Transitioning to an In-House Legal Position: Quick Tips for Alumni Job Seekers

By Marilyn Tucker

 Are you thinking about the possibility of going in‐house? Consider the following before moving forward!

1. Start by talking with in‐house lawyers to learn more about their role. Reach out to alumni from your school who are currently working in, or have worked in, an in‐house capacity. Ask about what their day‐to‐day life is like. While talking with these lawyers, simultaneously consider whether working in an in‐house milieu is of real interest to you. Can you envision yourself enjoying such a role?

Helping Alumni Navigate the Law Teaching Market

by Marta Ricardo and Jeanine Dames

For alumni who express interest in becoming a law professor, the process of navigating the law teaching market can be daunting. As with any position, candidates should first understand the nature of the position and then map a job search strategy. The work of a law professor combines research, writing, and teaching. In fact, the primary focus of most professorships is scholarship. Therefore, law teaching may not be right for everyone, particularly in the case of graduates who do not enjoy intense research and writing.

From Mouse Click to Handshake: Tips for Alumni on Effectively Using LinkedIn in the Job Search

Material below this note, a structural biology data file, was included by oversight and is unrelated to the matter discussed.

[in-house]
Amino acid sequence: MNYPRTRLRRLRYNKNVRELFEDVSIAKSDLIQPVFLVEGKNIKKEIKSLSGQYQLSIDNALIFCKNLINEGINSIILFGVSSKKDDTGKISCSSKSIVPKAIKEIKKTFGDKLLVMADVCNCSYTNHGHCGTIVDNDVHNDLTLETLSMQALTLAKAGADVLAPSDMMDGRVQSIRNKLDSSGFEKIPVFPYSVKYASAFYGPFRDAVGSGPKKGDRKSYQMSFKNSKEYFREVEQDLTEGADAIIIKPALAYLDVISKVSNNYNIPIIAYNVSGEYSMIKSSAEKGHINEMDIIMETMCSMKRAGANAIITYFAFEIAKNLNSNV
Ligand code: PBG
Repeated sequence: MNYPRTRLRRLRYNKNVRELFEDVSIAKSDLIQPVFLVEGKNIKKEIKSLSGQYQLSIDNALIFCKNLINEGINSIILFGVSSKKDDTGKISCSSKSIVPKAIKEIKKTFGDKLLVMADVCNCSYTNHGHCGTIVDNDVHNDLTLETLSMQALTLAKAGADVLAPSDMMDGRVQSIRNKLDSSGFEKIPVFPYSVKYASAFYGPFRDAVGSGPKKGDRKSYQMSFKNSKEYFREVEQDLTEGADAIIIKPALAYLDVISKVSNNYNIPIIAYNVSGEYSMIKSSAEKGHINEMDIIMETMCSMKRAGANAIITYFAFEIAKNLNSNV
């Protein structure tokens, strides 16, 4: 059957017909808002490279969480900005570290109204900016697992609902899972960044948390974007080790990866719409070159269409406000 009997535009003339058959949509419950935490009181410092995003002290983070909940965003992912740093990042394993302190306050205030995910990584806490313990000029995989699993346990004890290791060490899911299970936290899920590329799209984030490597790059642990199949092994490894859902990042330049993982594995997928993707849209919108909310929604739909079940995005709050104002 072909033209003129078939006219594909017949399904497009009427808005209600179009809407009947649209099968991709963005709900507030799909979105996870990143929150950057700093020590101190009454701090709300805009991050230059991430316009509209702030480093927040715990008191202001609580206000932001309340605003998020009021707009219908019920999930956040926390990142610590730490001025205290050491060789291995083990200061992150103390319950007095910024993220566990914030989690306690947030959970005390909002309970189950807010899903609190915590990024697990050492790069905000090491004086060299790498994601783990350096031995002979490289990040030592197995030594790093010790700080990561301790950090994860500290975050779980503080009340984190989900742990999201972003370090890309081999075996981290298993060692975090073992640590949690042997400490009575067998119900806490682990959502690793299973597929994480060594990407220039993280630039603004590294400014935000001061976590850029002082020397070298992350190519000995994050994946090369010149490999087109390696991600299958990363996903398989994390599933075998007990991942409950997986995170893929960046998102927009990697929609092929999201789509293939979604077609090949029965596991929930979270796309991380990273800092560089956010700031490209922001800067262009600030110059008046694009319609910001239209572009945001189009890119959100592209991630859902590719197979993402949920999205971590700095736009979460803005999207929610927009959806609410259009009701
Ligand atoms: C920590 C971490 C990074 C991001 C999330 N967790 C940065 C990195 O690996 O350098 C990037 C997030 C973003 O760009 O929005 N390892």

by Ginna Galbraith and Stephanie M. Deckter

Most of us have been in discussions where alumni have asked us why and how they should use LinkedIn in their job searches. For many alumni, LinkedIn represents an uncomfortable plunge into the social media world which they find novel, challenging, and sometimes downright scary. Others may simply lack information about the site’s purpose, value, or function and therefore not take that first step. No matter the issues, the following information is designed to help you, the advisor, in discussing effective LinkedIn usage with alumni.

Alumni Counseling: Mental Health Resources for Lawyers

by Jeanine Dames

In May 2011, Psychology Today published an article entitled “The Depressed Lawyer.”1 The article presents some staggering numbers on the mental state of lawyers in the United States, including a discussion about the nature of the practice of law and why it tends to lead to a higher percentage of depressed individuals than many other industries.

Risky Business

When it comes to managing errors, law firms could learn some lessons from airlines and hospitals. Lawyers who consistently work for more than ten hours per day without respite should be cause for concern, not celebration.